Communications with Government Officials
Opinion rules that a lawyer for a party adverse to the government may freely communicate with government officials concerning the matter until notified that the government is represented in the matter.
Editor's Note: This opinion was originally published as RPC 132 (Revised). See Rule 4.2(b) for additional guidance.
Citizen C received a loan from the city which loan was secured by a deed of trust against certain real property owned by Citizen C. Sometime after obtaining the loan, Citizen C defaulted in making payments as specified in the note evidencing the obligation and was informed by the mortgage company servicing the loan that the city would proceed to foreclose if she failed to pay the arrearage owed on the loan. Citizen C then employed Lawyer L to represent her interests. Lawyer L wishes to contact a city employee who dealt with Citizen C in the origination of the loan to inquire as to whether the city would accept a deed in lieu of foreclosure. Lawyer L is aware that the city is generally represented by the city attorney who is a full-time salaried employee of the city. Under the circumstances may Lawyer L contact the city employee without the knowledge or consent of the city attorney?
Yes. This inquiry involves a matter in which there is no suggestion that Lawyer L has received notice of government lawyer participation in this particular matter; hence, the government employee to be contacted should not be deemed to be represented by another lawyer within the meaning of Rule 7.4(a) which provides:
During the course of his representation of a client, a lawyer shall not:
(a) Communicate or cause another to communicate about the subject of the representation with a party the lawyer knows to be represented by another lawyer in the matter, unless the lawyer has the consent of the other lawyer or is authorized by law to do so.
If contact is made with the government employee, it is incumbent upon Lawyer L to fully disclose his representative capacity and to clearly state the reasons behind any request he might make on behalf of his client. So as to avoid any misunderstanding as to Lawyer L's role in the situation posited, Lawyer L should neither state nor in any manner imply that the city employee is cloaked with other than absolute discretion to respond or not to his communication. Rule 7.4(c).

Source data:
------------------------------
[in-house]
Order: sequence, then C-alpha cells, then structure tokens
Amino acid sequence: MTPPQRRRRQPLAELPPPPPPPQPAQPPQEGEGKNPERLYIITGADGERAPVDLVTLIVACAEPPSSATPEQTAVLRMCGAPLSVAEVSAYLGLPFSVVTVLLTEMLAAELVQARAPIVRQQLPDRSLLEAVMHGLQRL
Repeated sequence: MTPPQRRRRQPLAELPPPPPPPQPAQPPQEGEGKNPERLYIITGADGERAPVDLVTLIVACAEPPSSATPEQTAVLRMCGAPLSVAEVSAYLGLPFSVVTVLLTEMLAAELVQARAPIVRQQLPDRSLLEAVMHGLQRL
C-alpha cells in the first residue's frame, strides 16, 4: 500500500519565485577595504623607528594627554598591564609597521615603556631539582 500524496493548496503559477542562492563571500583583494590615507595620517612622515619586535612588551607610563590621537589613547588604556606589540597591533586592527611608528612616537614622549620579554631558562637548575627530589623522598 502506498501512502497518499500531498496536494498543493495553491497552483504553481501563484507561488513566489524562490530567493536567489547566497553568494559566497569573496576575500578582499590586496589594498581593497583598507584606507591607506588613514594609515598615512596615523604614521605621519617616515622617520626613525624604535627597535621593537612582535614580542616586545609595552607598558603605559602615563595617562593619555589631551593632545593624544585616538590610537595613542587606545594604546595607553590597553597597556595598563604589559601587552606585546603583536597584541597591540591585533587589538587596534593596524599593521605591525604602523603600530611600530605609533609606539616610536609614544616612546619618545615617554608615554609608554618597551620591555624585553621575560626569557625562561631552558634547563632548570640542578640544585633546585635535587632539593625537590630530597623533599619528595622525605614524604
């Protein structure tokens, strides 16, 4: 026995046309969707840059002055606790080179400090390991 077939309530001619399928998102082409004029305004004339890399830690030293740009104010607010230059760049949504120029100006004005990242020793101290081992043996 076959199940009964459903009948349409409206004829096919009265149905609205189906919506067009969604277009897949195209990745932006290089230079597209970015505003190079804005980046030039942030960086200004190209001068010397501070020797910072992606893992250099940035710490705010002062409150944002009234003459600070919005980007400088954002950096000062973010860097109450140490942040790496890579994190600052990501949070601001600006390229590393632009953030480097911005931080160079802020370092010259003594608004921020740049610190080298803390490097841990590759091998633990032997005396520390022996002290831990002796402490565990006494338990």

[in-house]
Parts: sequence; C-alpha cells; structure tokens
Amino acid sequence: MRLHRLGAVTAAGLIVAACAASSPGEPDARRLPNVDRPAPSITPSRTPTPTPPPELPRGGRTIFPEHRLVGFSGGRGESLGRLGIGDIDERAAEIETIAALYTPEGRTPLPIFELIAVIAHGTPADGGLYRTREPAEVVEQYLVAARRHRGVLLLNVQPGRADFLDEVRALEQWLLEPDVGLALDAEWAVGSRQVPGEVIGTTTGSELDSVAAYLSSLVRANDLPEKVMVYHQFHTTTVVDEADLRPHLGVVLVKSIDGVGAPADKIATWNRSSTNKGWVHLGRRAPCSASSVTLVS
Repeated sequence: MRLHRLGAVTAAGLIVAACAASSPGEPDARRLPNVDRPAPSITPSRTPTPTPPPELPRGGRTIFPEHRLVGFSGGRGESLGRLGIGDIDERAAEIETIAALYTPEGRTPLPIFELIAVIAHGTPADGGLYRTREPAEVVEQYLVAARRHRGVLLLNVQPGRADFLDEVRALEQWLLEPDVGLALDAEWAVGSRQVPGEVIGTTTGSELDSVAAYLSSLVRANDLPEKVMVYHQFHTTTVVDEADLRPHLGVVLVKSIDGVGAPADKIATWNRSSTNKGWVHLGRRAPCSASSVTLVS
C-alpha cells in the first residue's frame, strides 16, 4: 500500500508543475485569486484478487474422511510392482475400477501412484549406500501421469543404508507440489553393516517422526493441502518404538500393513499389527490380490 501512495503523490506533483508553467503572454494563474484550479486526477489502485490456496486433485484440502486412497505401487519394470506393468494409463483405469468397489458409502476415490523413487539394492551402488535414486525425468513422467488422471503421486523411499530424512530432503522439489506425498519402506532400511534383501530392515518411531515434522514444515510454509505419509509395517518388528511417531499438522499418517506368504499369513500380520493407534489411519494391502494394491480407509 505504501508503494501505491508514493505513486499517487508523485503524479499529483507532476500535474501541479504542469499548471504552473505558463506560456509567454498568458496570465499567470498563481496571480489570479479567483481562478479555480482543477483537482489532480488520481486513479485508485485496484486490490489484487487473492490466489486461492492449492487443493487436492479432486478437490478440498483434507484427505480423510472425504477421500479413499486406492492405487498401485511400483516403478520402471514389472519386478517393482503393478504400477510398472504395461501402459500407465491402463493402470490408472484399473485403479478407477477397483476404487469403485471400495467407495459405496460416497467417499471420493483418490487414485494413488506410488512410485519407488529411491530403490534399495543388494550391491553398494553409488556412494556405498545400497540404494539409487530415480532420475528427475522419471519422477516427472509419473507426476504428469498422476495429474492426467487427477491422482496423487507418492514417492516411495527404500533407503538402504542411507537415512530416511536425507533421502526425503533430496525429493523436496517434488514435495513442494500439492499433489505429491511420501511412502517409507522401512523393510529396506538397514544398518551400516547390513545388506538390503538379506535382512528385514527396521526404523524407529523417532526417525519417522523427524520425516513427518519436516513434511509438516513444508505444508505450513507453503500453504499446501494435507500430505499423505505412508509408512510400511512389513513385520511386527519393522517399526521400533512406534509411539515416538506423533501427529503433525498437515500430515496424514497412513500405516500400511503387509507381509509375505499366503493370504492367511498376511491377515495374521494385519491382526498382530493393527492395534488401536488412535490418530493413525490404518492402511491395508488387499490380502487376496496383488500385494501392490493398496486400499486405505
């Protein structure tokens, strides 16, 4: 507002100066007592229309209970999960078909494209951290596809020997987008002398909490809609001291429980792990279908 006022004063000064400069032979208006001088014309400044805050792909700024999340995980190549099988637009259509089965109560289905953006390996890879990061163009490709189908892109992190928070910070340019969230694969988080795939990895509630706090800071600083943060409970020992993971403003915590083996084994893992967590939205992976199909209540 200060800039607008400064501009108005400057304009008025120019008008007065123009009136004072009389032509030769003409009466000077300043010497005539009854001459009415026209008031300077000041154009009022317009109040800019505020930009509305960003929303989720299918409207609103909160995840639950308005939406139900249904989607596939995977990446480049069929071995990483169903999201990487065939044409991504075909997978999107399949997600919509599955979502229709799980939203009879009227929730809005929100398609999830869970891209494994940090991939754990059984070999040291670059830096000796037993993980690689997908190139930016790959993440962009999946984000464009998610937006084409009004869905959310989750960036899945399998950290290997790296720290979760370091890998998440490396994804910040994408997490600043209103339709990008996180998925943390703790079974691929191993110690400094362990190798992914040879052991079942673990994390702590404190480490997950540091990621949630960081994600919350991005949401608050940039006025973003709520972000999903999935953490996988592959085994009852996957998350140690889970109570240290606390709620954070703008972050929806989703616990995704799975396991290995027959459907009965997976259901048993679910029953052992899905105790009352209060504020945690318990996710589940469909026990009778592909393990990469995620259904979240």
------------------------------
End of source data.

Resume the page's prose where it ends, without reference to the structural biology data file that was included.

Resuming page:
Attorney A was retained to represent Client W relative to her claim for employment discrimination against the city. Prior to bringing suit, Attorney A would like to write a letter to the city manager to determine whether the city would care to negotiate a settlement of the claim and, failing that, whether the city might volunteer information which might have a bearing upon the claim's merit. Attorney A is aware that the city is represented by the city attorney, a full-time salaried employee of the city. May Attorney A write a letter to the city manager for the stated purpose without the knowledge or consent of the city attorney?
Yes. As there is no indication that Attorney A has received notice of the city attorney's participation in this particular matter, the answer will be as in Inquiry #1 above.
Lawyer B has been employed to represent a former city employee concerning a grievance filed by the employee relative to his termination from city employment. While the grievance is pending, Lawyer B would like to telephone a member of the city council for the purpose of offering her views regarding the law pertaining to her client's situation, complaining that her client is being treated unfairly and unlawfully and urging that the council member intervene and have her client reinstated. Lawyer B is aware that the city is generally represented by the city attorney, a full-time salaried city employee. May Lawyer B communicate with the council member in the manner described without the knowledge or consent of the city attorney?
No. Assuming from the question that the elected city council member either has or might have some adjudicatory authority over the particular matter at issue, contact with the elected city council member constitutes ex parte communication within the meaning of Rule 7.10(b) which provides:
In an adversary proceeding, a lawyer shall not communicate, or cause another to communicate, as to the merits of the cause with a judge or an official before whom the proceeding is pending except:
(1) In the course of official proceedings in the cause.
(2) In writing, if he promptly delivers a copy of the writing to opposing counsel or to the adverse party if he is not represented by a lawyer.
(3) Orally, upon adequate notice to opposing counsel or to the adverse party if he is not represented by a lawyer.
(4) As otherwise authorized by law.
If the city council member neither has nor will have adjudicatory authority over the particular matter at issue and there has been no notice given to Lawyer B of active participation by the city attorney in this particular matter, contact with the elected city council member would be proper under the circumstances.
If contact is made with the city council member, it is incumbent upon Lawyer B to fully disclose his representative capacity and to clearly state the reasons behind any request he might make on behalf of his client. So as to avoid any misunderstanding as to Lawyer B's role in the situation posited, Lawyer B should neither state nor in any manner imply that the elected city council member is cloaked with other than absolute discretion to respond or not to his communication. Rule 7.4(c).